It’s common in our culture to override these warning signs, and we can often be praised as being heroic in keeping going in spite of them. In this we repeat the pattern of our wider culture: ignoring the warning signs of climate change, environmental degradation and exhaustion of resources and speeding up in response, rather than slowing and changing what we do.
Training for personal resilience
Jo Hardy, a facilitator who works with Transition groups, argues that the basic principles for personal resilience are that we learn best by a combination of receiving information that helps us understand more deeply challenges and solutions, self and group reflection, listening to and hearing each other’s experience and sharing our own stories and experiences. She suggests that workshops designed to build personal resilience might include some or all of the following.
- A group brainstorm around what personal resilience feels like when we have a good degree of it and what it feels like as it diminishes.
- A talk around the idea of resources and a sharing and exploration of the ‘resources’ we personally have and can employ.
- An exploration of what works and what doesn’t work so well in our working relationships, i.e. where we struggle around issues such as unclear boundaries and learning to name areas of difficulty before they escalate too far.
- An understanding of the physiology of stress and what happens to us when stress overwhelms our capacity to resource ourselves.
The basic techniques of mindfulness-based stress reduction* and how these can significantly contribute to increased personal resilience if we are struggling.
We learn by repetition, so to be more effective such workshops need to be followed up by ongoing practice and sharing groups, and/or individuals engaging the support they need to further develop resources.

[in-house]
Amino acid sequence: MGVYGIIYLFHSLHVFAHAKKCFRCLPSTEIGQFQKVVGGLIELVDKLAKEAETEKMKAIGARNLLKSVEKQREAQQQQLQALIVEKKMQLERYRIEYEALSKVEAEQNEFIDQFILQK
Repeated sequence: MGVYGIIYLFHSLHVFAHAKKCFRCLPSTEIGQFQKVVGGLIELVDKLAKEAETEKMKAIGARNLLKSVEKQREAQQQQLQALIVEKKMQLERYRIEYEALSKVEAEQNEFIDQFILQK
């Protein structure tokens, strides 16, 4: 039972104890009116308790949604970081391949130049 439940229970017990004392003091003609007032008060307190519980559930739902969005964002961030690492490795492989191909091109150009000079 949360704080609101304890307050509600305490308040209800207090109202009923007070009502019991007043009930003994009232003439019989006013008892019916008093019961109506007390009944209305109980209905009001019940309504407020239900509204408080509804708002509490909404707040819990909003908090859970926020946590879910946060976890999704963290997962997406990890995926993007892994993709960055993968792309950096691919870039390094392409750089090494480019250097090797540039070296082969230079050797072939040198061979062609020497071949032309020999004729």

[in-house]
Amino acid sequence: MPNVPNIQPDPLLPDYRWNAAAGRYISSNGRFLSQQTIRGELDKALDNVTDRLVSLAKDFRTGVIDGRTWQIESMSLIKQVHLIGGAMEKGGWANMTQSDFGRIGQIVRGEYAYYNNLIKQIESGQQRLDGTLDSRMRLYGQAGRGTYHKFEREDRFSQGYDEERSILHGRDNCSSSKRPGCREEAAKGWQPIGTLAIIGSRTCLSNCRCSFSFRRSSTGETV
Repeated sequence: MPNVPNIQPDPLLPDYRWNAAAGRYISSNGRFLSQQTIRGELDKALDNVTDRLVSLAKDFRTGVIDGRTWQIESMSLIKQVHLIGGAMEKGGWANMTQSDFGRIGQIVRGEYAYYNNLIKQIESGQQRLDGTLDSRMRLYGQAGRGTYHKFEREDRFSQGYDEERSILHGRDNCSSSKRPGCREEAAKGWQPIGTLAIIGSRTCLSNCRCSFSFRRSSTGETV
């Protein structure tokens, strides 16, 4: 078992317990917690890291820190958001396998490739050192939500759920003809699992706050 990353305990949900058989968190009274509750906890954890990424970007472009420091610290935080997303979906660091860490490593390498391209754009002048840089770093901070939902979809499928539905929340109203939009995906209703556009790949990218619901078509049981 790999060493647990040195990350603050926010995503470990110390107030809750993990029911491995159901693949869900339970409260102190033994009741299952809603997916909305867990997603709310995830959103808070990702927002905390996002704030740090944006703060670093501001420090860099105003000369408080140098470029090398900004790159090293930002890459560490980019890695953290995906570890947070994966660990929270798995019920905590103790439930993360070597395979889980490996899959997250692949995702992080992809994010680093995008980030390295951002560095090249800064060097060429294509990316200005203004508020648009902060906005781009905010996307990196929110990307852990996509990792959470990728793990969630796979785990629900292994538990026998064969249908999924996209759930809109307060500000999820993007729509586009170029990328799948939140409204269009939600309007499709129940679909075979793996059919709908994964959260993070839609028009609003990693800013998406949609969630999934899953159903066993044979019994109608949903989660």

The things that best restore, nourish and replenish your energy will be specific to you. Spending time discovering what really works for you is time well invested. The list might include fun activities, or doing things or being with people that are nothing to do with Transition! Time spent in nature, listening to music or being creative, or turning off the constant flow of emails and switching off from ‘mental’ activities, give the rational left brain a rest and nourish feelings of connection and flow. Physical exercise helps the brain as well as the rest of the body. For some, it’s time alone that is most refreshing and restorative.
It is really important that people who are most active in Transition visibly attend to their own well-being, putting boundaries around work and taking time to look after themselves. Talking about avoiding burnout is meaningless if you are working flat out without resting yourself, and those most active in a project have the most influence on setting the culture of what’s valued.
* Mindfulness Based Stress Reduction is finding increasingly wide application in organizations including the National Health Service, schools and businesses as a way of reducing stress, increasing health and well being and even managing chronic pain.
Developed by John Kabat Zinn, the idea is to increase awareness of what is happening in your own mind, body and heart so you naturally have more of a sense of what is going on.
As we give more attention to the feedback from our bodies, hearts and minds we more easily respond by attending to what is needed – rest, exercise, food, company, having a change of scene or pace, whatever is called for. The repeated act of noticing our behaviour in stressful situations also increases our ability to choose our response and not get caught in habitual stressful reactions, some of which may be old patterns learned long ago and no longer useful or relevant. http://www.mbsr.co.uk